No beer walking through the flowers, according to the sign, although crawling is not expressly forbidden (Vienna 2006).

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Is the term “beer walk” a synonym for “pub crawl”?

I’m not so sure, and it’s a question of more than academic interest to me, given my presumed job as chronicler of the beer cosmos.

“Beer walk” quite pleasingly implies that beer, as opposed to chardonnay, scrumpy or hard seltzer, is to be the prime focus of a stroll undertaken for the express purpose of consuming portions of it.

Fair enough, although “beer walk” neither tells us the sort of beer likely to be consumed, nor specifically refers to a bricks and mortar venue. As such, and while engaged in beer walking, exactly how does the activity unfold?

Will one be skipping between Styrofoam coolers strategically placed at intervals along a beach, a stretch of rain forest or a verdant pastureland? Or, will the walk lead to a series of bars, taverns and licensed dispensaries in an urban setting?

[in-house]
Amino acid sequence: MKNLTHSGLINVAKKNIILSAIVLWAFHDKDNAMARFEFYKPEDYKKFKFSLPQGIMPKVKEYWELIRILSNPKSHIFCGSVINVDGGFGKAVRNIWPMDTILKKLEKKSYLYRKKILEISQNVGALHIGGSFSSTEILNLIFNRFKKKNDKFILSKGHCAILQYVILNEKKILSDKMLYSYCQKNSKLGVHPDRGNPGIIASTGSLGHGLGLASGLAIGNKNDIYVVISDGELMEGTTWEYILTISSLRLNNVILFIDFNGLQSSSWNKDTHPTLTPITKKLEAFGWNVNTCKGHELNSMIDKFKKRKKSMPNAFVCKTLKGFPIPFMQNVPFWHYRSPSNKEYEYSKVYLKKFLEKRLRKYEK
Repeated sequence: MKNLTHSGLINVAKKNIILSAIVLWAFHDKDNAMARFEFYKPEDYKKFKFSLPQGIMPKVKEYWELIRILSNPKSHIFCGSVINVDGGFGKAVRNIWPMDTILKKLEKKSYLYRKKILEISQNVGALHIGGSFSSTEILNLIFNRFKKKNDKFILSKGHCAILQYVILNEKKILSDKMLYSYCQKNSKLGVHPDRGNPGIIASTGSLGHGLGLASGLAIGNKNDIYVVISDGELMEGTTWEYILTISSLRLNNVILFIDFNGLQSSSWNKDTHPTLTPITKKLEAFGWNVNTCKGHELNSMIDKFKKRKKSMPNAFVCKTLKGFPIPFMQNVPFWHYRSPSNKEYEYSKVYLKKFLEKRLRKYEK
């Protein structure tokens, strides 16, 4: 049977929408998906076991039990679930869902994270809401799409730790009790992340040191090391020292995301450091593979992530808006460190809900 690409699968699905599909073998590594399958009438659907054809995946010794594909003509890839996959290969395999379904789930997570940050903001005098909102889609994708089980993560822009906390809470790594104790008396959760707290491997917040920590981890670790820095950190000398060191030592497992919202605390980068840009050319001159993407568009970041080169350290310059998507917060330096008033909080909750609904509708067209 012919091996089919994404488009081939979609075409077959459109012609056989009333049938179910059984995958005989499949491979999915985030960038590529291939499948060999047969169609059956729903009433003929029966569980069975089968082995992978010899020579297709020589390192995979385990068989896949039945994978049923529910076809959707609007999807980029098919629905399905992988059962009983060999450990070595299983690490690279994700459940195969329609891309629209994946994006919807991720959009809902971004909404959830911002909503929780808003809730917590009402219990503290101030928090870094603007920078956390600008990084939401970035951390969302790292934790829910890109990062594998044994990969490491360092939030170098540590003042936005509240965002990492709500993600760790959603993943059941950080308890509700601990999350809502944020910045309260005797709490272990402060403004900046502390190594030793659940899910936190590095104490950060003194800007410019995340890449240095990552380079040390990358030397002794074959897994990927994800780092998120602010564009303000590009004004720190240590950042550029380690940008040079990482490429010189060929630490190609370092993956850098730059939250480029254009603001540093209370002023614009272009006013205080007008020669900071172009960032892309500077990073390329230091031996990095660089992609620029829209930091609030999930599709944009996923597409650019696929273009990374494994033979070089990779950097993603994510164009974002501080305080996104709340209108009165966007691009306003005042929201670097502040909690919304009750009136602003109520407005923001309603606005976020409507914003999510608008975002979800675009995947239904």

If the latter, then we might be engaging in a “pub crawl,” which implies a physical location (a pub, from the English “public house”), but is not to be taken specifically with regard to the precise mode of transport, because unless the pubs are very close together, and the cracked concrete sidewalks are cleaned of broken glass, cigarette butts and tobacco juice, crawling could be extremely painful and become quite dirty after a while.

In its intended usage, “crawling” between pubs strikes me as more intimate and civilized activity, implying an unhurried pace with conversation and observation in route. Of course, beer walking might be just as leisurely. In the end, you’re free to choose your own description.

A disclaimer is merited: Owing to the sometimes abnormal level of interest shown by regulatory authorities in establishing rules for the legal consumption of alcoholic beverages, a thoughtful consultation of their rule book is recommended before walking or crawling down the street with your favorite beer in hand. It might be frowned upon.

Now let’s consider a third way of combining motion undertaken in the direction of consumption: Beercycling.